CD review

Clare Foster – ‘Kumbhaka’

Clare Foster – Kumbhaka
(Available via Bandcamp. CD review by Alison Bentley)

“There’s a famous saying in Portugal and Brazil,” says UK vocalist Clare Foster: “Those that sing send their troubles away.” Her new album reworks jazz standards with the rhythms of South America, and includes some of her own compositions too. Quem Canta Os Males Espanta is the phrase in question, and the title of one of her songs: Foster’s words are in English and the Portuguese version is by Sue Jarvis. It’s full of upbeat joyful grooves, the voice scatting effortlessly with Shanti Jayasinha’s trumpet. Baião Na Praia, co-written with Jayasinha, has a tricksy melody sung at speed with perfect accuracy. Karen Tweed’s accordion adds a delicious timbre. In contrast, The Silent Space is a pensive ballad for Foster’s late mother, with some expressive cello from Jayasinha, and warm vocal improv.

“I love the American songbook – that’s what brought me into jazz,” Foster remembers. She herself studied in the US with Barry Harris and Judy Niemack, and has an understated, rhythmic style and beautiful tone that puts these melodies first. “I think of Ella, and those 45 albums I’ve got that I absolutely loved.” Most of the album is made up of Foster and Jayasinha’s arrangements of standards – sung to authentic S. American rhythms not often heard in jazz. Three band members are from Uruguay and bring a tremendous rhythmic energy: Andrés Lafone on electric bass; Andrés Ticino on drums and percussion; and Guillermo Hill on guitar. All play the tamborile too at some point. Who Will Buy? is an upbeat Colombian currulao, with an impassioned trumpet solo from Jayasinha. Foster’s voice brings out all the lyrics’ pathos in the slow Cuban bolero I Get Along Without You Very Well.

Other songs extol the virtues of singing: Singin’ in the Rain is a tender bolero, featuring one of Hill’s Spanish-style guitar solos. His fluent jazz lines pull against the groove and weave beautifully into Foster’s improvising. You’re blown around (and away) by Gone With the Wind’s flamenco treatment – and Hill’s solo. It’s hard to single out John Crawford’s Fender Rhodes in a particular piece, as it’s so good throughout (Neil Angilley also guests brilliantly on one track), but in Can’t Help Singing (an Argentinian chacarera) Crawford’s notes seem to bubble up through the song’s exuberance.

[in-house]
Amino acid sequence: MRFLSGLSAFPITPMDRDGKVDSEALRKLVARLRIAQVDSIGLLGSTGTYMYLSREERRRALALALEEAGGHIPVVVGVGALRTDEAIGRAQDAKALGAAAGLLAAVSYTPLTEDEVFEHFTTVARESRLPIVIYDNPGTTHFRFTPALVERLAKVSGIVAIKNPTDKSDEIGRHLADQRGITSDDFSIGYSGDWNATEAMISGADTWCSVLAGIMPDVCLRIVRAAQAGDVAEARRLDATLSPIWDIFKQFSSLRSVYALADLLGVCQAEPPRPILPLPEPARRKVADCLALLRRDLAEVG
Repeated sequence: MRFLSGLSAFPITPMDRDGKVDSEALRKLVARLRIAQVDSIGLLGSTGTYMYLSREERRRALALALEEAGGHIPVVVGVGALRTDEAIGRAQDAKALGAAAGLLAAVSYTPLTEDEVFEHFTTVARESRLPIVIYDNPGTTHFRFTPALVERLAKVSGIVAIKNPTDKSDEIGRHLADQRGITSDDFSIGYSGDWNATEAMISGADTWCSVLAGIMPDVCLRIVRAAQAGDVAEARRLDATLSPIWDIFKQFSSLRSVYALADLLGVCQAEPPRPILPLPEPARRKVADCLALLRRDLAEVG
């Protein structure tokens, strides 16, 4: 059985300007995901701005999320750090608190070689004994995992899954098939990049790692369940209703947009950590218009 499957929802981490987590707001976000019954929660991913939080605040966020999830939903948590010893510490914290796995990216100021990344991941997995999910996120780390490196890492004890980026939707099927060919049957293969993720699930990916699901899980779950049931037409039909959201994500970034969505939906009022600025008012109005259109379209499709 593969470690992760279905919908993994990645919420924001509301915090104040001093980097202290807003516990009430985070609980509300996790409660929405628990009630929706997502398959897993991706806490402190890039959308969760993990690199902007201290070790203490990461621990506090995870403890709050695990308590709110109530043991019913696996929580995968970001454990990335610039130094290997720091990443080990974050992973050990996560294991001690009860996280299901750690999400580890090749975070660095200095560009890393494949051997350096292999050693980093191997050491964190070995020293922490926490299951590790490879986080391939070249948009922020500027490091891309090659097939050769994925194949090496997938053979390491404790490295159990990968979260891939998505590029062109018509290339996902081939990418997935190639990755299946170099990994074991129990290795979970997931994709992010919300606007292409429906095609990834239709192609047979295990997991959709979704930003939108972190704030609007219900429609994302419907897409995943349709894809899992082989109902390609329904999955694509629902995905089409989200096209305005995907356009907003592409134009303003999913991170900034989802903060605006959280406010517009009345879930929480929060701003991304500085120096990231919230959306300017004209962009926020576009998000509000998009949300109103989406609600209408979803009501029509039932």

Some songs are subtly reharmonised: There’s a Small Hotel and I Only Have Eyes for You have compelling pedal points that work well with the Brazilian maracatu, and the rumba and salsa grooves. They spill over into Crawford’s montunos in the latter, with Cuban-style backing vocals and horn harmonies that make your feet twitch.

The horn parts are played by various guests who also contribute superb solos. No Moon at All (a Brazilian xôte) features Mick Foster’s bass clarinet, while Fayyaz Virji’s trombone comes to the fore on Stairway to the Stars (a Brazilian ijexá.)

What Are You Doing the Rest of Your Life? is a slow, meditative Argentinian milonga, with wonderfully shifting brush sounds. Just One of Those Things (neatly combined with another Foster/ Jayasinha original: In Search of Love) is arranged by Jayasinha as a Puerto Rican bomba, with four overdubbed trumpets. It’s like being in the centre of a carnival.

“I wasn’t trying to be a Latin American singer at all,” says Foster. “I was trying to pay respect and homage to all these rhythms and the American Songbook.” The result is fresh and original – I’d love to hear these musicians on a big festival stage in the sun, but in the meantime, just sit back and enjoy the album.

LINK: Kumbhaka on Bandcamp

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